Mitt Romney has been in London for a day and already he's causing a stir.
Credited with rescuing the 2002 Winter Olympics in Salt Lake City, he found himself weighing in on the London summer games that begin Friday.
"It's hard to know just how well it will turn out," Romney told NBC, referring to problems dogging final preparations. "There were a few things that were disconcerting."
Romney is on a three-country overseas trip, his first as prospective GOP presidential nominee.
He referred to a since-averted threatened strike and a security contractor's struggles to provide enough guards. "That obviously is not something which is encouraging."
His comments drew quick attention.
"Mitt Romney questions whether Britain is ready for Games," blared a headline in the Daily Telegraph. "Mitt Romney casts doubts on London 2012 preparations," said The Times of London.
British Prime Minister David Cameron told reporters Romney and others would soon "see beyond doubt that Britain can deliver."
Meeting Thursday with Cameron, Romney softened his remarks. "Of course there will be errors from time to time" but they'll soon be overshadowed by inspiring Olympic performances, he said.
Back home, a "super PAC" run by former aides to President Barack Obama taunted Romney in an ad showing him at the 2002 Olympics waving to passing athletes from China, India, Bermuda, the Cayman Islands, Switzerland and other places.
The ad recycles a campaign attack on Romney over outsourcing and offshore bank accounts.
The Republican presidential candidate stressed the importance of the longtime transatlantic alliance in morning appointments with British Prime Minister David Cameron and one of his predecessors, Tony Blair. He’s also scheduled to meet with Deputy Prime Minister Nick Clegg, Ed Miliband, the leader of the opposition Labour Party, and Chancellor of the Exchequer George Osborne.
“We have a very special relationship between the United States and Great Britain,” Romney said in an interview with NBC’s “Nightly News” yesterday. “It goes back to our very beginnings -- cultural and historical.”
London, where the Olympic Games begin tomorrow, is the first leg of a three-country trip intended to show voters at home that the former Massachusetts governor, who has little diplomatic experience, would be a capable commander-in-chief.
He exchanged pleasantries with Blair about the Olympics this morning in the former prime minister’s office. Romney’s wife, Ann, has a horse representing the U.S. in dressage.
“My wife has a horse competing in the equestrian,” he said. “She’s very pleased to be a part of it.”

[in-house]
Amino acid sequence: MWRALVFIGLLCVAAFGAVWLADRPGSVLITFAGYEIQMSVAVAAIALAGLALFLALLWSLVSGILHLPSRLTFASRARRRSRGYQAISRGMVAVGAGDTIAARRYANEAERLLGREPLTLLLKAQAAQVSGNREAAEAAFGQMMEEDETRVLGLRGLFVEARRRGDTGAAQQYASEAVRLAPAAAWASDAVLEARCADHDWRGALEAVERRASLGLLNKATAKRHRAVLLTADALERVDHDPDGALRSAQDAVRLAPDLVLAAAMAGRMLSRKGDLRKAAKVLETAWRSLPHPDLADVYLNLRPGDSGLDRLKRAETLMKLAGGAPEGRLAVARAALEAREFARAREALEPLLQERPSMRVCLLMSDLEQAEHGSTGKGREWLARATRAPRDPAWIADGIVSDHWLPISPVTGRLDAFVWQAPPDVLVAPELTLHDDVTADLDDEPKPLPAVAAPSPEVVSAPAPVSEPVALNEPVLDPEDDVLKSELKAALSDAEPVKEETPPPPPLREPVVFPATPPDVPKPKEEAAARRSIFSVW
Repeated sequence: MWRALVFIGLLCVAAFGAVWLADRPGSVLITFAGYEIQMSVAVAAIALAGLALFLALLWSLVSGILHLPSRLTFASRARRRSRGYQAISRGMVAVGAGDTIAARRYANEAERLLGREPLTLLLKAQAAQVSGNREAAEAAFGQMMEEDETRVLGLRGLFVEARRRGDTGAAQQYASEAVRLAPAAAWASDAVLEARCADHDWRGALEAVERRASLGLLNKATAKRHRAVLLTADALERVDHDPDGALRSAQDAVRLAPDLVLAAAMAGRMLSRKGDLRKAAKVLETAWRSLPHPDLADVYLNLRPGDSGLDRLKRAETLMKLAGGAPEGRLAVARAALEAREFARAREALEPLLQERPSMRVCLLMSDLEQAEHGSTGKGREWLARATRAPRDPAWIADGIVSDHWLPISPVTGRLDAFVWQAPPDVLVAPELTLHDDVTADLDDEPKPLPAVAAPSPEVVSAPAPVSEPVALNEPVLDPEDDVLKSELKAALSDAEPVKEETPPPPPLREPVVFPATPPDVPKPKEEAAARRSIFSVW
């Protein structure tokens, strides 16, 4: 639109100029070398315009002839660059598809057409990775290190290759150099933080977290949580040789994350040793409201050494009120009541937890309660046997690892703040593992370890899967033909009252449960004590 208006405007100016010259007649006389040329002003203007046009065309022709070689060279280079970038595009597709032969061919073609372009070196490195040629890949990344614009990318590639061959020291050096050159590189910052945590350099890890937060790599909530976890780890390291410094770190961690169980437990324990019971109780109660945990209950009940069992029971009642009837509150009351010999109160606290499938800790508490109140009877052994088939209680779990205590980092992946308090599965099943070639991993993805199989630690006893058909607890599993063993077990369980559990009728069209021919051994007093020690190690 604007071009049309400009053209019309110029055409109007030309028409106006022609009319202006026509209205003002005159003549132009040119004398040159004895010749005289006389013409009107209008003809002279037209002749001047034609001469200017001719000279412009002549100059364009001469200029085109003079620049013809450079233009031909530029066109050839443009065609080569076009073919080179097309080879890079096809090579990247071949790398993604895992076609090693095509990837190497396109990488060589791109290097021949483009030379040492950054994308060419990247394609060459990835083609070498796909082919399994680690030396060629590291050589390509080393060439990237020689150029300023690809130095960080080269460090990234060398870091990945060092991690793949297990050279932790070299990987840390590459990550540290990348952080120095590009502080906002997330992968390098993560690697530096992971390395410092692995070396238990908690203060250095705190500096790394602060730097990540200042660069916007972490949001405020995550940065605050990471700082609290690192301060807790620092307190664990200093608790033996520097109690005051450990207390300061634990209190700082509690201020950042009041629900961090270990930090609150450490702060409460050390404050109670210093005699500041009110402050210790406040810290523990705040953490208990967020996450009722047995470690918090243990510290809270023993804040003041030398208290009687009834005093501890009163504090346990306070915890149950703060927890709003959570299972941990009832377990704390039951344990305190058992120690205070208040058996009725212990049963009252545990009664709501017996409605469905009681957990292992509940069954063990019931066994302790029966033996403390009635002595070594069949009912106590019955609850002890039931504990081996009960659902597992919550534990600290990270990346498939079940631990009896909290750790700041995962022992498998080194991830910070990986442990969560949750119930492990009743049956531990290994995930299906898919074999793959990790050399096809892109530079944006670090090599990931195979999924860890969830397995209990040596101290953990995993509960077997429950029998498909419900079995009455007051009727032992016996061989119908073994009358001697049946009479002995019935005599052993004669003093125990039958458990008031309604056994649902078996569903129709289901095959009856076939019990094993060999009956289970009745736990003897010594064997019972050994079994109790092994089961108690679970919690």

Romney, the former head of the 2002 Salt Lake City Winter Olympics, plans to see the opening ceremonies of the games and attend at least one competition. Tonight, he’s holding a fundraiser at the Mandarin Oriental Hyde Park hotel with American bankers, some of whose firms are under investigation in connection with the Libor rate-fixing scandal.
It’s common for American candidates to visit the U.K., an important U.S. ally, during their presidential campaigns. President Barack Obama stopped over shortly before formally accepting his party’s presidential nomination in 2008. Romney met with British officials during a July 2011 trip to London.
This time the former private-equity executive arrives in the midst of a recession in Britain and a European debt crisis.
The U.K. economy shrank the most since 2009 in the second quarter and more than economists forecast, increasing pressure on Cameron to abandon Britain’s biggest austerity program since World War II. Gross domestic product fell 0.7 percent from the first quarter, when it dropped 0.3 percent, the Office for National Statistics said in London yesterday.
Britain’s government has blamed the euro-area turmoil for pushing the country into the first double-dip recession since the 1970s.
Romney’s trip also got off to a rocky start. Yesterday, the Daily Telegraph newspaper quoted an unnamed adviser as saying Romney thought the U.S.-British relationship is special because of a shared “Anglo-Saxon” heritage that Obama does not appreciate.
Romney distanced himself from the comment, saying he could not identify the adviser and disagreed with the criticism.
“You have a lot of people that offer advice, so I’m not sure who this person is,” he told NBC’s Nightly News.
Still, Vice President Joe Biden and top Obama campaign aides pounced on the report. “The comments reported this morning are a disturbing start to a trip designed to demonstrate Gov. Romney’s readiness to represent the United States on the world’s stage,” Biden said in a statement.
Tonight, Romney plans to tap into his network of global business contacts to raise money at two fundraisers organized by executives from banks and other financial institutions.
Co-hosts for the events include Patrick Durkin, a Washington-based lobbyist for Barclays Plc; Eric Varvel, the chief executive officer of Credit Suisse Group AG’s investment bank; Dwight Poler, a managing director at Bain Capital Europe; Raj Bhattacharyya, a managing director at Deutsche Bank AG; and Whitfield Hines, a managing director at HSBC Holdings Plc.
The fundraisers were set to be co-hosted by former Barclays CEO Robert Diamond, who resigned on July 3 amid political pressure the London-based bank faced after it admitted to rigging global interest rates. He dropped his fundraising role soon after.
Later this week, Romney will travel to Israel and Poland for meetings with local leaders, policy speeches and visits to historical sights.
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